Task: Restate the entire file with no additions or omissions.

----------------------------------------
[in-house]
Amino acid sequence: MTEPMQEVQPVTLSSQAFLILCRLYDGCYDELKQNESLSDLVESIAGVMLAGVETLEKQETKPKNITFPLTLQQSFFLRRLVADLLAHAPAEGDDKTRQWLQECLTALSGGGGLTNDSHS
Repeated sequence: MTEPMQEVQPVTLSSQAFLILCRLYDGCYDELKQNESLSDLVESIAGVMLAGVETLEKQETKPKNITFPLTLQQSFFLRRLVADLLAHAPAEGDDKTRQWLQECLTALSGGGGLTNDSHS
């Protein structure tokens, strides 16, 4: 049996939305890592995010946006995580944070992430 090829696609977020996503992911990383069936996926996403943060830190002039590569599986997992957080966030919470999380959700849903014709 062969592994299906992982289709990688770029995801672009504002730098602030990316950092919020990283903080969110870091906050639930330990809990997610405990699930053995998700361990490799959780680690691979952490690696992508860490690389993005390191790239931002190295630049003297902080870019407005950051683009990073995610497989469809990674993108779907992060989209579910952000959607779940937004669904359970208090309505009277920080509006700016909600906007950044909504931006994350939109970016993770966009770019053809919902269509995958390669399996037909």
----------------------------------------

[in-house]
Amino acid sequence: MTEPMQEVQPVTLSSQAFLILCRLYDGCYDELKQNESLSDLVESIAGVMLAGVETLEKQETKPKNITFPLTLQQSFFLRRLVADLLAHAPAEGDDKTRQWLQECLTALSGGGGLTNDSHS
Repeated sequence: MTEPMQEVQPVTLSSQAFLILCRLYDGCYDELKQNESLSDLVESIAGVMLAGVETLEKQETKPKNITFPLTLQQSFFLRRLVADLLAHAPAEGDDKTRQWLQECLTALSGGGGLTNDSHS
């Protein structure tokens, strides 16, 4: 049996939305890592995010946006995580944070992430 090829696609977020996503992911990383069936996926996403943060830190002039590569599986997992957080966030919470999380959700849903014709 062969592994299906992982289709990688770029995801672009504002730098602030990316950092919020990283903080969110870091906050639930330990809990997610405990699930053995998700361990490799959780680690691979952490690696992508860490690389993005390191790239931002190295630049003297902080870019407005950051683009990073995610497989469809990674993108779907992060989209579910952000959607779940937004669904359970208090309505009277920080509006700016909600906007950044909504931006994350939109970016993770966009770019053809919902269509995958390669399996037909």